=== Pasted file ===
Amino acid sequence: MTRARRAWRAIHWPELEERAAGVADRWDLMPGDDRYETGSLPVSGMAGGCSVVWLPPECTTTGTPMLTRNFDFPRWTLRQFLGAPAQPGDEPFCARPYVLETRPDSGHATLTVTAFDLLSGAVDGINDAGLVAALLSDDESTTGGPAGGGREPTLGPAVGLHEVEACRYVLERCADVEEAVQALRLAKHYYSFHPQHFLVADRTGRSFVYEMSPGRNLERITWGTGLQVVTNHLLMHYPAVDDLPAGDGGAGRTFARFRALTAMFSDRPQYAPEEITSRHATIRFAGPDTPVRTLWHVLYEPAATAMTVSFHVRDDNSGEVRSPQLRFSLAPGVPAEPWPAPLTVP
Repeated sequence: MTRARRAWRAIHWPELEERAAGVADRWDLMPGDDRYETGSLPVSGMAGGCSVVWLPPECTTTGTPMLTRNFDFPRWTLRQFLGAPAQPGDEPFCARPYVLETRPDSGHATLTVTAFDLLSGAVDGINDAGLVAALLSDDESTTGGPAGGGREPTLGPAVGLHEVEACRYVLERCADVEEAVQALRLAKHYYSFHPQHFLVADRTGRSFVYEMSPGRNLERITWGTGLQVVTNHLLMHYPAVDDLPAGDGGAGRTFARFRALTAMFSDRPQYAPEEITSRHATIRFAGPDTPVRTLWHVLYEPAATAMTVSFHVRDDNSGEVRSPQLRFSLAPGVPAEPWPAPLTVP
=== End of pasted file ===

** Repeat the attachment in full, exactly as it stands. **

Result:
Amino acid sequence: MTRARRAWRAIHWPELEERAAGVADRWDLMPGDDRYETGSLPVSGMAGGCSVVWLPPECTTTGTPMLTRNFDFPRWTLRQFLGAPAQPGDEPFCARPYVLETRPDSGHATLTVTAFDLLSGAVDGINDAGLVAALLSDDESTTGGPAGGGREPTLGPAVGLHEVEACRYVLERCADVEEAVQALRLAKHYYSFHPQHFLVADRTGRSFVYEMSPGRNLERITWGTGLQVVTNHLLMHYPAVDDLPAGDGGAGRTFARFRALTAMFSDRPQYAPEEITSRHATIRFAGPDTPVRTLWHVLYEPAATAMTVSFHVRDDNSGEVRSPQLRFSLAPGVPAEPWPAPLTVP
Repeated sequence: MTRARRAWRAIHWPELEERAAGVADRWDLMPGDDRYETGSLPVSGMAGGCSVVWLPPECTTTGTPMLTRNFDFPRWTLRQFLGAPAQPGDEPFCARPYVLETRPDSGHATLTVTAFDLLSGAVDGINDAGLVAALLSDDESTTGGPAGGGREPTLGPAVGLHEVEACRYVLERCADVEEAVQALRLAKHYYSFHPQHFLVADRTGRSFVYEMSPGRNLERITWGTGLQVVTNHLLMHYPAVDDLPAGDGGAGRTFARFRALTAMFSDRPQYAPEEITSRHATIRFAGPDTPVRTLWHVLYEPAATAMTVSFHVRDDNSGEVRSPQLRFSLAPGVPAEPWPAPLTVP